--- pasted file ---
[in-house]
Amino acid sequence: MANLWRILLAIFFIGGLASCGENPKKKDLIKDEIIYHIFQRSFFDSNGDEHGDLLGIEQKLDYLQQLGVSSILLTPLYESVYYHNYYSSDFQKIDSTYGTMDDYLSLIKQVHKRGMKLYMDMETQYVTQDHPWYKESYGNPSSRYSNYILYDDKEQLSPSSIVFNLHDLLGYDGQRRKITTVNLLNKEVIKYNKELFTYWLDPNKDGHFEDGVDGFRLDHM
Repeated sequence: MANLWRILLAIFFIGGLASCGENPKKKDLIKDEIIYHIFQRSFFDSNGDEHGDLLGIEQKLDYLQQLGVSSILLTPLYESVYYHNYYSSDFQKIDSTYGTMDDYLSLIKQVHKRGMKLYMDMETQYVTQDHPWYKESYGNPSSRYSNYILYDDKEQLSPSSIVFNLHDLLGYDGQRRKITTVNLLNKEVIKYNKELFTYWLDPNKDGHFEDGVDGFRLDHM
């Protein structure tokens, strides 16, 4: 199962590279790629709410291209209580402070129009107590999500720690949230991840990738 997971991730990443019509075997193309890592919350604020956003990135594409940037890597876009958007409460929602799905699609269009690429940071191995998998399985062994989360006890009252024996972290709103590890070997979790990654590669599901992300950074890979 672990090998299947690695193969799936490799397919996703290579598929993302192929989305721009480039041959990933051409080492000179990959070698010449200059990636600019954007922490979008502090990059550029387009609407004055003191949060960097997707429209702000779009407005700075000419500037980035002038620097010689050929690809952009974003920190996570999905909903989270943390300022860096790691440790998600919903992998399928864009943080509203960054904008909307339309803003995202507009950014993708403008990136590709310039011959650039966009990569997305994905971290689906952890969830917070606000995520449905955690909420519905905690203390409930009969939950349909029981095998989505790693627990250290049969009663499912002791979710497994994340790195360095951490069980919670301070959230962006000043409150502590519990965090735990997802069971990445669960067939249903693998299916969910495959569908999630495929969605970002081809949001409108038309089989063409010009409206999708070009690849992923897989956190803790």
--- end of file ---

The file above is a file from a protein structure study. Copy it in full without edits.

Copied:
[in-house]
Amino acid sequence: MANLWRILLAIFFIGGLASCGENPKKKDLIKDEIIYHIFQRSFFDSNGDEHGDLLGIEQKLDYLQQLGVSSILLTPLYESVYYHNYYSSDFQKIDSTYGTMDDYLSLIKQVHKRGMKLYMDMETQYVTQDHPWYKESYGNPSSRYSNYILYDDKEQLSPSSIVFNLHDLLGYDGQRRKITTVNLLNKEVIKYNKELFTYWLDPNKDGHFEDGVDGFRLDHM
Repeated sequence: MANLWRILLAIFFIGGLASCGENPKKKDLIKDEIIYHIFQRSFFDSNGDEHGDLLGIEQKLDYLQQLGVSSILLTPLYESVYYHNYYSSDFQKIDSTYGTMDDYLSLIKQVHKRGMKLYMDMETQYVTQDHPWYKESYGNPSSRYSNYILYDDKEQLSPSSIVFNLHDLLGYDGQRRKITTVNLLNKEVIKYNKELFTYWLDPNKDGHFEDGVDGFRLDHM
């Protein structure tokens, strides 16, 4: 199962590279790629709410291209209580402070129009107590999500720690949230991840990738 997971991730990443019509075997193309890592919350604020956003990135594409940037890597876009958007409460929602799905699609269009690429940071191995998998399985062994989360006890009252024996972290709103590890070997979790990654590669599901992300950074890979 672990090998299947690695193969799936490799397919996703290579598929993302192929989305721009480039041959990933051409080492000179990959070698010449200059990636600019954007922490979008502090990059550029387009609407004055003191949060960097997707429209702000779009407005700075000419500037980035002038620097010689050929690809952009974003920190996570999905909903989270943390300022860096790691440790998600919903992998399928864009943080509203960054904008909307339309803003995202507009950014993708403008990136590709310039011959650039966009990569997305994905971290689906952890969830917070606000995520449905955690909420519905905690203390409930009969939950349909029981095998989505790693627990250290049969009663499912002791979710497994994340790195360095951490069980919670301070959230962006000043409150502590519990965090735990997802069971990445669960067939249903693998299916969910495959569908999630495929969605970002081809949001409108038309089989063409010009409206999708070009690849992923897989956190803790």